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You Visit Tour. Webb Lion Fountain. June 1 2017. Photo David B. Hollingsworth

Student Imagination, Ingenuity Tested at Annual Pumpkin Drop

Three dozen pumpkins plunged nine stories from atop the Batten Arts and Letters Building on Thursday afternoon.

Only three lived to tell about it.

The annual "Pumpkin Drop" contest organized by ODU's Society of Physics Students drew assorted lunchtime gawkers - but more importantly eight teams of budding physicists inspired to test the latest in pumpkin-catching technology.

Homemade creations of cardboard boxes, Styrofoam, egg crates, bubble wrap, pillows, sheets, blankets, 2 x 4 boards, even balloons, were cobbled together and positioned on a plastic tarp to await a pumpkin dropped by a student perched on the building's roof.

The goal: to pull an intact pumpkin from the aftermath of an approximately 70-mph collision.

It was a blustery day; most pumpkins missed or grazed the catchers and exploded upon impact with the ground. Some were caught but shattered anyway.

Just two small teams of Old Dominion students and one from a high-school engineering club found their pumpkins nestled safely inside their catcher.

"I've been wanting to come and do this for a long time," said high-school physics teacher Brian Meechan, who brought 13 students from the international baccalaureate program at Virginia Beach's Green Run High.

He said his students worked three weeks on the design and construction of their successful pumpkin catcher, which was a deep cardboard box layered with recycled packing materials.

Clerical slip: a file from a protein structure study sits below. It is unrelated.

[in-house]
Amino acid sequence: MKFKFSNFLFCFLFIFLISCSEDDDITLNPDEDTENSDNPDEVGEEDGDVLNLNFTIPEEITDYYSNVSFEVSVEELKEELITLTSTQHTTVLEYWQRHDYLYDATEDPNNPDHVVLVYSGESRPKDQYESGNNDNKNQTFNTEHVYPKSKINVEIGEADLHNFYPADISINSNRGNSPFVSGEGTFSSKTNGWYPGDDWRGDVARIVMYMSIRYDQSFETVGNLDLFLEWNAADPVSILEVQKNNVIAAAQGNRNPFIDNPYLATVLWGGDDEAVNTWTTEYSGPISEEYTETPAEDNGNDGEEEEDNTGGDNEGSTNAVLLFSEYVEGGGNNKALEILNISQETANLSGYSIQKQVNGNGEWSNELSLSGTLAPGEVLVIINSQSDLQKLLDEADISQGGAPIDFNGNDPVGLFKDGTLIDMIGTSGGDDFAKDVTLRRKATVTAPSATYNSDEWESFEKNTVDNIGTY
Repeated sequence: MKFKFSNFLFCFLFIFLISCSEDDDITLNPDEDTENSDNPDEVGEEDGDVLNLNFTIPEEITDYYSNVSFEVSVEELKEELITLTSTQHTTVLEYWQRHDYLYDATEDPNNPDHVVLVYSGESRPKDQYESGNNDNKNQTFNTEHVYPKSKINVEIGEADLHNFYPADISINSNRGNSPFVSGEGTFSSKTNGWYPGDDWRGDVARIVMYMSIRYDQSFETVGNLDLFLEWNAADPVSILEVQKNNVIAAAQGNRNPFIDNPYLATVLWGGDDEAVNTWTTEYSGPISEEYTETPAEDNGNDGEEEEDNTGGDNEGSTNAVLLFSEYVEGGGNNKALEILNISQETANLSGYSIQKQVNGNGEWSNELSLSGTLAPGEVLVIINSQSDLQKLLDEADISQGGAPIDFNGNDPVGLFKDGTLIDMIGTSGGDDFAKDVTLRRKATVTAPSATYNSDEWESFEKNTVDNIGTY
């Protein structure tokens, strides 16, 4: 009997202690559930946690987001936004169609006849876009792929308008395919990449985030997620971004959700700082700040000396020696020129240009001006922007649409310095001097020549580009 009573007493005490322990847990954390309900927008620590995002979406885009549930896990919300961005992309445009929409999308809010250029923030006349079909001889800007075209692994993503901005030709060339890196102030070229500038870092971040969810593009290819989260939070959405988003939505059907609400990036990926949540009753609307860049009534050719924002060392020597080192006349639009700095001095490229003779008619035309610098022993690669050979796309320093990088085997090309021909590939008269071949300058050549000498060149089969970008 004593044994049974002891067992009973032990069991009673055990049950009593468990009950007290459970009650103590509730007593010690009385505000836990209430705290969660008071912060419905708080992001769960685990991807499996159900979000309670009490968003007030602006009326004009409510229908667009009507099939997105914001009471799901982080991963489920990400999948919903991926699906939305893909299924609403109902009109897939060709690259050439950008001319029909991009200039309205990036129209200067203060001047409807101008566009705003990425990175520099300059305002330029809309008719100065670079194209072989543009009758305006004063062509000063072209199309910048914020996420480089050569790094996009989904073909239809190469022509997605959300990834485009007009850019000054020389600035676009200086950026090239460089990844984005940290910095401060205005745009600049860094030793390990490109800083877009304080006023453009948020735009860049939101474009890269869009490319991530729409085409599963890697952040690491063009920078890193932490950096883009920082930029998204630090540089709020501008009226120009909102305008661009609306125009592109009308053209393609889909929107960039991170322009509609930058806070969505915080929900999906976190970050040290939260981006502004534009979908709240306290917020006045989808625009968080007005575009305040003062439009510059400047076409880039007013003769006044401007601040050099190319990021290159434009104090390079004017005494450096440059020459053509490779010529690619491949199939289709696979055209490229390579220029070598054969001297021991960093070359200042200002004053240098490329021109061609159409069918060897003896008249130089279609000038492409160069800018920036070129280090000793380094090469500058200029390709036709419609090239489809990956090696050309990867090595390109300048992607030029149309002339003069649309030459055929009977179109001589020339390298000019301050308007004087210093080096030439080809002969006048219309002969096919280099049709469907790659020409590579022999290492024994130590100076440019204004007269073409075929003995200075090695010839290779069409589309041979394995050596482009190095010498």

But for ODU student Samantha Reyes and her two teammates, their balloon-filled catcher was not up to its intended task.

"I'm a little disappointed," Reyes said with a laugh after displaced balloons were sent floating into the air. "But we went out in style."

The key to catching pumpkins, said William Clark, vice president of the physics students society, is creating a relatively slow deceleration.

"You have to stop it over a period of time," said Clark, one of the day's designated droppers. "No matter what it's made of, if it stops all at once, it's going to break. The top of the pumpkin's going to hit the bottom of the pumpkin, is a good way to look at it."

The way ODU junior Andrew Chu looked at it, a military tarp attached with string and draped over a four-foot tall wooden frame just might work. So he and a partner spent $8 on boards and plywood and were careful to work three feet of play into their tarp.

Chu was right.

"I knew if we tied it here we'd have at least a foot before it hit the ground," Chu said, an unharmed pumpkin resting atop his catcher as proof of its worthiness. "I knew we were only going to have one shot."

A video report from the Pumpkin Drop can be viewed here.

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